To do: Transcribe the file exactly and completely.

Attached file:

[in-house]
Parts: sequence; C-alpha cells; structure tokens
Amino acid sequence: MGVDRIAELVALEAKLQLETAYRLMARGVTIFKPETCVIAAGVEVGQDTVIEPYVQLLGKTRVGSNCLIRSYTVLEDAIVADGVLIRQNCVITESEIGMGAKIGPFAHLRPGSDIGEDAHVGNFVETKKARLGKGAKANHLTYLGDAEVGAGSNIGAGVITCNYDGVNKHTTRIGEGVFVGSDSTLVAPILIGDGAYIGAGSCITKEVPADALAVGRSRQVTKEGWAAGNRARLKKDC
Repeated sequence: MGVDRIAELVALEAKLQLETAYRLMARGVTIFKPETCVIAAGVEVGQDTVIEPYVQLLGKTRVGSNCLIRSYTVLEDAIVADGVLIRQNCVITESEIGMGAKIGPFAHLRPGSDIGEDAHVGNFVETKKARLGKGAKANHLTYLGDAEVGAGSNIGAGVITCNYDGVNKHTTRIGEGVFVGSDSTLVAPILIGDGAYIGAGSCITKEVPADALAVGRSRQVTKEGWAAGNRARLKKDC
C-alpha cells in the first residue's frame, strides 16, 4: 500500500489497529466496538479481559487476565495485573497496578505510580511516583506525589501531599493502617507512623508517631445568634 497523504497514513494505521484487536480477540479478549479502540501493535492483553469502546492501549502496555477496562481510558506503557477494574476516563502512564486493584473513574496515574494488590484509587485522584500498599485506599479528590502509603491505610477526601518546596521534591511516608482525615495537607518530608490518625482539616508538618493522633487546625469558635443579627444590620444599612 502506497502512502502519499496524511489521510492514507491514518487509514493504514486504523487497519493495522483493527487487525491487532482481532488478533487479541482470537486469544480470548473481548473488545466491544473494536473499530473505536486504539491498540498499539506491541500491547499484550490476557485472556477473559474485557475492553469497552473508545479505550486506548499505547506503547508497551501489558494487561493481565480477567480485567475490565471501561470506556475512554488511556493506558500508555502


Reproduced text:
[in-house]
Parts: sequence; C-alpha cells; structure tokens
Amino acid sequence: MGVDRIAELVALEAKLQLETAYRLMARGVTIFKPETCVIAAGVEVGQDTVIEPYVQLLGKTRVGSNCLIRSYTVLEDAIVADGVLIRQNCVITESEIGMGAKIGPFAHLRPGSDIGEDAHVGNFVETKKARLGKGAKANHLTYLGDAEVGAGSNIGAGVITCNYDGVNKHTTRIGEGVFVGSDSTLVAPILIGDGAYIGAGSCITKEVPADALAVGRSRQVTKEGWAAGNRARLKKDC
Repeated sequence: MGVDRIAELVALEAKLQLETAYRLMARGVTIFKPETCVIAAGVEVGQDTVIEPYVQLLGKTRVGSNCLIRSYTVLEDAIVADGVLIRQNCVITESEIGMGAKIGPFAHLRPGSDIGEDAHVGNFVETKKARLGKGAKANHLTYLGDAEVGAGSNIGAGVITCNYDGVNKHTTRIGEGVFVGSDSTLVAPILIGDGAYIGAGSCITKEVPADALAVGRSRQVTKEGWAAGNRARLKKDC
C-alpha cells in the first residue's frame, strides 16, 4: 500500500489497529466496538479481559487476565495485573497496578505510580511516583506525589501531599493502617507512623508517631445568634 497523504497514513494505521484487536480477540479478549479502540501493535492483553469502546492501549502496555477496562481510558506503557477494574476516563502512564486493584473513574496515574494488590484509587485522584500498599485506599479528590502509603491505610477526601518546596521534591511516608482525615495537607518530608490518625482539616508538618493522633487546625469558635443579627444590620444599612 502506497502512502502519499496524511489521510492514507491514518487509514493504514486504523487497519493495522483493527487487525491487532482481532488478533487479541482470537486469544480470548473481548473488545466491544473494536473499530473505536486504539491498540498499539506491541500491547499484550490476557485472556477473559474485557475492553469497552473508545479505550486506548499505547506503547508497551501489558494487561493481565480477567480485567475490565471501561470506556475512554488511556493506558500508555502